To create a redux global, the first thing we'll need is editing our package JSON to expect a setupFile

Search your the following line in your file

  "jest": {
    "preset": "react-native"
  }
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and edit it to look like this

  "jest": {
    "preset": "react-native",
    "setupFiles": ["<rootDir>/setupTests.js"]
  }
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Basically what we are doing here is telling our application to read a setup file which resides in our root directory, hence the rootDir tag, and is called setupTests.js

But, this file does not exist yet, so, create it, and leave it blank for now.

Creating our rendering function

First start by creating a folder called helpers, and inside of it, create another folder, called testHelpers. Inside the testHelpers folder, create a file called renderWithRedux.js

Inside that file, let's create our helper.

it will look something like this

import { configureStore } from '@reduxjs/toolkit';
import reducers from '<pathToYourReducers>'; // this is not a real path
import { Provider } from 'react-redux';
import { render } from '@testing-library/react-native';

export function renderWithRedux(renderedComponent){
    const store = configureStore({
        reducer: {
          ...reducers
         },
      });

    return render(<Provider store={store}>{renderedComponent}</Provider>)
}
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In this example I use redux toolkit to create my store, but you can use whichever method you like, as long as it generates a valid store at the end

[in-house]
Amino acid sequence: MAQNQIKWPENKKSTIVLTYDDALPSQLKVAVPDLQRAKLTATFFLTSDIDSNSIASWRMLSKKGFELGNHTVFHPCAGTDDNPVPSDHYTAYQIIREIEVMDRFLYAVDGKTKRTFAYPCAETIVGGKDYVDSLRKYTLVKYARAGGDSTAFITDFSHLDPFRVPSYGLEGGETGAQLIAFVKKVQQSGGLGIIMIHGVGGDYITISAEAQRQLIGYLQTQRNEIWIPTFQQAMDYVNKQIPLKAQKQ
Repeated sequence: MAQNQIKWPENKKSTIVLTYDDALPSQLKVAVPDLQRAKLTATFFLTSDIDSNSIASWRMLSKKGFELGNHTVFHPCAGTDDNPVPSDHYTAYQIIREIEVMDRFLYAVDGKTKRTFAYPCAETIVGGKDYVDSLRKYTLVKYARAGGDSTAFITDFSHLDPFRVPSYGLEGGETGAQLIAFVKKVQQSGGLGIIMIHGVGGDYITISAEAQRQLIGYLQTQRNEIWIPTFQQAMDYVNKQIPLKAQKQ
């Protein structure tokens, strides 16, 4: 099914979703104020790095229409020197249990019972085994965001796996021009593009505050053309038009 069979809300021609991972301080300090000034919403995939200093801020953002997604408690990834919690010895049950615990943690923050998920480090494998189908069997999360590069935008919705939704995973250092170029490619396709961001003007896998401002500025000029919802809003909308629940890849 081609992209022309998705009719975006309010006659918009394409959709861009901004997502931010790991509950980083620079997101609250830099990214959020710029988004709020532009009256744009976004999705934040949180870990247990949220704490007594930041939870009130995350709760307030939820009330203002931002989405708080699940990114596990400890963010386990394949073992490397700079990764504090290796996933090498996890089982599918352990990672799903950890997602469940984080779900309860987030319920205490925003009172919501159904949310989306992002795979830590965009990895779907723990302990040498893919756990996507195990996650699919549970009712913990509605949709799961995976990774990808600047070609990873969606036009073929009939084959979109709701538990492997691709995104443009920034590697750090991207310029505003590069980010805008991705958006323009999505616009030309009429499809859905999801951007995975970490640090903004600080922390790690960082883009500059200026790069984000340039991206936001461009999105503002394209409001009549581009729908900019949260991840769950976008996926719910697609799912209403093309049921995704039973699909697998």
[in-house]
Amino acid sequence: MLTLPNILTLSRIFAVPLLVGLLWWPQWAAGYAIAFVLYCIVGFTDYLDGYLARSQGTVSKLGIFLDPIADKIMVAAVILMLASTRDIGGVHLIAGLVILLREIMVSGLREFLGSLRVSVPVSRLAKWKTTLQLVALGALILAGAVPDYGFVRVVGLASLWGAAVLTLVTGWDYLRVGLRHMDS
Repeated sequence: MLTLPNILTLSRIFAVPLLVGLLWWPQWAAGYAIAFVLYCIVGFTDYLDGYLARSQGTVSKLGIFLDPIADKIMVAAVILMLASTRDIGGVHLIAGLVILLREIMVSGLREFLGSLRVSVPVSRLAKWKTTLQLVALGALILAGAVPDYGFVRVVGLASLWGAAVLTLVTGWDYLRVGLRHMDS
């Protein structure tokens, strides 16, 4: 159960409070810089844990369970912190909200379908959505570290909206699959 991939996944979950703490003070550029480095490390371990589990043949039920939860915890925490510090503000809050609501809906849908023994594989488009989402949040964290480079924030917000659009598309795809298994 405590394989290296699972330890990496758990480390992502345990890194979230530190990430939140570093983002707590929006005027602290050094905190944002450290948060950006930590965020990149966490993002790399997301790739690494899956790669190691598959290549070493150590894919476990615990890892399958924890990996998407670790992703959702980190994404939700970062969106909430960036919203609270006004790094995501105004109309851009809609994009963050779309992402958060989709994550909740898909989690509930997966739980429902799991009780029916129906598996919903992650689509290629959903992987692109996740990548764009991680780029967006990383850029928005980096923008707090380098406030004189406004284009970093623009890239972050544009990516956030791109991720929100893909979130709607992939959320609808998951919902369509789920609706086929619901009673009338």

the renderWithRedux function expects renderedComponent and then renders it wrapped in a provider, so you won't have to manually do this every time

at the end, the result of our render is returned

a store is created every time to ensure a clean test state. This is important to ensure each test is running in isolation and hence when you add a new test, you don't risk breaking pre-existing tests, which was a possibility if we didn't take this measure.

Exposing our function globally

With our function created, all we have left to do before we're able to use this function in our codebase is make it globally available in our setup function.

Open our prior created setupTests.js file, and populate it with the following code:

import { renderWithRedux } from "<pathToTestHelpers>/renderWithRedux"; //Not a real file


global.renderWithRedux = renderWithRedux;
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in the following piece of code:

global.renderWithRedux = renderWithRedux;
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you are extending the global object, and adding a new property called renderWithRedux to it, with the value of our renderWithRedux function.

From this point on we can use this function to render components which rely on redux, so, doing the following:

import ComponentWithReduxData from 'componentWithReduxData'

describe('When rendering a component that uses redux data with the renderWithRedux global', () => {
  it('Should render correctly', () => {
      renderWithRedux(<ComponentWithReduxData />);
  })
})
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will be a valid operation, and should mitigate any error related to redux rendering in our application

renderWithRedux returns the exactly same query methods as testing library's render method

There it is, now you can your redux functions using a global function instead of redux boilerplate